These does not fix the TCP sequence prediction vulnerability, it simply prevents TCP sequence prediction attacks from being able to reach their targets.


Ping o death
Ping O’ Death

The Ping program tests whether a host is reachable by sending it an ICMP echo request message and receiving an ICMP echo in reply. Ping also measures the round—trip time to the host, which provides an indication as to how distant the host is, and is helpful for determining whether the intervening network is congested.


Ping o death countermeasures
Ping O’ Death countermeasures

The best solution is to obtain patches for the operating systems involved. Fortunately, the “Ping O’ Death” attack is now mainly of historical interest as most operating systems released since 1996 are immune, or have patches freely available. The attack is only possible because of insufficient error handling within the effected operating systems, not because of vulnerabilities inherent in the IP protocol itself.


Ip half scan attack
IP half scan attack

IP Half Scan implies that a full TCP connection is never established. The process of establishing a TCP connection is three phase: The originating party first sends a TCP packet with the SYN flag on, then the target party sends a TCP packet with the flags SYN and ACK on if the port is open, or, if the port is closed, the target party resets the connection with the RST flag. The third phase of the negotiation is when the originating party sends a final TCP packet with the ACK flag on (all these packets, of course, have the corresponding sequence numbers, ack numbers, etc). The connection is now open. A SYN-scanner only sends the first packet in the three-way-handshake, the SYN packet, and waits for the SYN|ACK or a RST. When it receives one of the two it knows whether or not the port is listening.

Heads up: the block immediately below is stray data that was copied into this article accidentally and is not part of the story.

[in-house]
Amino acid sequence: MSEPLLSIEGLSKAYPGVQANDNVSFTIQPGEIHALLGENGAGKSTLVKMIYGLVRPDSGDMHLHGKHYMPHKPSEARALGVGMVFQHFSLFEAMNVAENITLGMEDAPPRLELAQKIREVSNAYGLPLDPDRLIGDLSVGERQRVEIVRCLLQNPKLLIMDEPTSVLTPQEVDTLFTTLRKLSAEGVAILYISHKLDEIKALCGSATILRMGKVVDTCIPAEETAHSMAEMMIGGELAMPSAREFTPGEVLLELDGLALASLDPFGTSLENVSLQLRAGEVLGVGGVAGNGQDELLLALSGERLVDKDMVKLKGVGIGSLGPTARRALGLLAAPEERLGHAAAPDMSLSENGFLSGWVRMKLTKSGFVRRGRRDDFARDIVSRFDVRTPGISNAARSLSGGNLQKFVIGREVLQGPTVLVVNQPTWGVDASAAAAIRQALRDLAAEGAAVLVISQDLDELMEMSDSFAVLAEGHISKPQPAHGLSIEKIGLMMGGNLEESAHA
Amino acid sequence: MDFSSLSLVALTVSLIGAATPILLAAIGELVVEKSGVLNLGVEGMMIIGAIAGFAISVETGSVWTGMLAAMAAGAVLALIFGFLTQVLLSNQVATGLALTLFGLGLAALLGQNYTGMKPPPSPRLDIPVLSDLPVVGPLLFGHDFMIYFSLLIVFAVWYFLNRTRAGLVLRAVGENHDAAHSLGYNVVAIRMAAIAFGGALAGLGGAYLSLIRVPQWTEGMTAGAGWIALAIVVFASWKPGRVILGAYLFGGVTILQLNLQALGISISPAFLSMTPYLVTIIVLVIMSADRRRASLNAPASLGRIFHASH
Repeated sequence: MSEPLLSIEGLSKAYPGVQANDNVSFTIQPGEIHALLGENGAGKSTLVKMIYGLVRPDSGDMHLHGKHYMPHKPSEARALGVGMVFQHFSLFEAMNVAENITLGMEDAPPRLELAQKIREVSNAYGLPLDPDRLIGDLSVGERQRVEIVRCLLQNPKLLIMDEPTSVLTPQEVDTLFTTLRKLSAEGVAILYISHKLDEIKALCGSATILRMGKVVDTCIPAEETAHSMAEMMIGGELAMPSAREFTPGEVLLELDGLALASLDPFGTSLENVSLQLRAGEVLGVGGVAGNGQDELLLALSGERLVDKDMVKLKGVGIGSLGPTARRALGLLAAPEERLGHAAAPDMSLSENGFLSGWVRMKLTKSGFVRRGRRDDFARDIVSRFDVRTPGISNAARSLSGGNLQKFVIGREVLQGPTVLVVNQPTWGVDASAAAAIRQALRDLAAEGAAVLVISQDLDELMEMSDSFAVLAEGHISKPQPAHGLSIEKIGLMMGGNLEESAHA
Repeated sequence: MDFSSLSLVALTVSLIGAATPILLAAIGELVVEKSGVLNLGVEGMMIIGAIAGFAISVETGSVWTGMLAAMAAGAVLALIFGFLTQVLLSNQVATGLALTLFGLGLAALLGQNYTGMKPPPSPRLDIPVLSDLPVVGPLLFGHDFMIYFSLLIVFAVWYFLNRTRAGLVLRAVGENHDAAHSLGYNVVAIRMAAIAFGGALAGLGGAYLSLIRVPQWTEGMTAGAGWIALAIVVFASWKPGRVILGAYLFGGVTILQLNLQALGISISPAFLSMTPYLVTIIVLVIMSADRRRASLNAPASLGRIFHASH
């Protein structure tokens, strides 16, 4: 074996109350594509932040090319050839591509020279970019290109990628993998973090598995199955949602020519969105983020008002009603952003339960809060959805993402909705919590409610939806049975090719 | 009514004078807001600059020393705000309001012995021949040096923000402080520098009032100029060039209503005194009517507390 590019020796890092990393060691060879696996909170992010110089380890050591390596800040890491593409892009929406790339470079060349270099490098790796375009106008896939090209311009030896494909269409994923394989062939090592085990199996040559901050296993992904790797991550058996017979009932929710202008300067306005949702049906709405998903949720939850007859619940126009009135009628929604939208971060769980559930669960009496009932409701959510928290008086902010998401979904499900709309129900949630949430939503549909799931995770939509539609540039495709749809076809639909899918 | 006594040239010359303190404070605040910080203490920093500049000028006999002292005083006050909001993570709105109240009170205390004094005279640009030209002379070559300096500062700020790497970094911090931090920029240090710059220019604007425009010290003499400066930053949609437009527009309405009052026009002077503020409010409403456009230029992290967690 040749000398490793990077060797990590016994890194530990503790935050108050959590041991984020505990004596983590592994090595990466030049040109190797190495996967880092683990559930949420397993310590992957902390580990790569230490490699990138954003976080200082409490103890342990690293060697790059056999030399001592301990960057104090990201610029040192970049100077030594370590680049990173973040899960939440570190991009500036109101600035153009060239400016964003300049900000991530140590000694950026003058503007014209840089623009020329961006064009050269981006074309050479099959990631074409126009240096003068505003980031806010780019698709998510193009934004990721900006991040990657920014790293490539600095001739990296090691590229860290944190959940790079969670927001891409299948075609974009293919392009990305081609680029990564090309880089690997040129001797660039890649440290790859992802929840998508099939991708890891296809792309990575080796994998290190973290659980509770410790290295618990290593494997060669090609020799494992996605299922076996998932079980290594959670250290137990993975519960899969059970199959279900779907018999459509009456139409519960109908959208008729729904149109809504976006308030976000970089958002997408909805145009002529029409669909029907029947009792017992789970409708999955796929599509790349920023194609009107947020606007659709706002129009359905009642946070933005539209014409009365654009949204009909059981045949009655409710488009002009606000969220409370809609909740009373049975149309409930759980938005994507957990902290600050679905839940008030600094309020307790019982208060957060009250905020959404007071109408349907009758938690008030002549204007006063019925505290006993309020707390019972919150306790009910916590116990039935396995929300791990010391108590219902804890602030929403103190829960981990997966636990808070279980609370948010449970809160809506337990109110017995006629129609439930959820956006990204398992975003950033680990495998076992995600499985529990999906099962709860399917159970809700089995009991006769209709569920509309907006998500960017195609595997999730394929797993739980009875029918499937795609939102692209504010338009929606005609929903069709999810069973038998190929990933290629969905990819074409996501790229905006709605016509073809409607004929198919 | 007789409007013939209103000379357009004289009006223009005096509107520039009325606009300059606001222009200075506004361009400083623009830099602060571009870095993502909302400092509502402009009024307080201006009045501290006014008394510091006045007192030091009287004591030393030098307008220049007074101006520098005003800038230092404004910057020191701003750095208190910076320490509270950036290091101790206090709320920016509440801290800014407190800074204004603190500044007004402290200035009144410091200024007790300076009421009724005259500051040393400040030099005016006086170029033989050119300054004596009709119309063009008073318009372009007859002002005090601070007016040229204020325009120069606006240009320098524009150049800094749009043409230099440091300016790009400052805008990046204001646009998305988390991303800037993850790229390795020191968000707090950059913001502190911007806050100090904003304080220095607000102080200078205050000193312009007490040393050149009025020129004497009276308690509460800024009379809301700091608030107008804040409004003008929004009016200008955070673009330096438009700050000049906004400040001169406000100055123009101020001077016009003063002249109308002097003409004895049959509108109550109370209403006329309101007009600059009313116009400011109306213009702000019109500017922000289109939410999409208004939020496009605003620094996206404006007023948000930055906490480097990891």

Ip half scan attack countermeasures
IP half scan attack countermeasures

Using a firewall that understand the state of TCP connections and rejects stealth scan packets. Stateful Inspections and Proxy firewalls will defeat IP half scan flaw. Intrusion detection system like snort is used to prevent this attack.


ICMP

The Internet Control Message Protocol (ICMP) is one of the core protocols of the Internet Protocol Suite. It is chiefly used by networked computers operating systems to send error messages—indicating, for instance, that a requested service is not available or that a host or router could not be reached.

ICMP relies on IP to perform its tasks, and it is an integral part of IP. It differs in purpose from transport protocols such as TCP and UDP in that it is typically not used to send and receive data between end systems. It is usually not used directly by user network applications, with some notable exceptions being the ping tool.


Tcp session hijacking
TCP session hijacking

TCP session hijacking is when a hacker takes over a TCP session between two machines. Since most authentication only occurs at the start of a TCP session, this allows the hacker to gain access to a machine.

TCP session hijacking which can be carried out against any TCP based application, e.g. Telnet, rlogin, FTP, etc.


Counter measures
Counter measures

Utilize all countermeasures for spoofing attacks Encryption of Session information: IPSec, SSH, Kerberos with session encryption.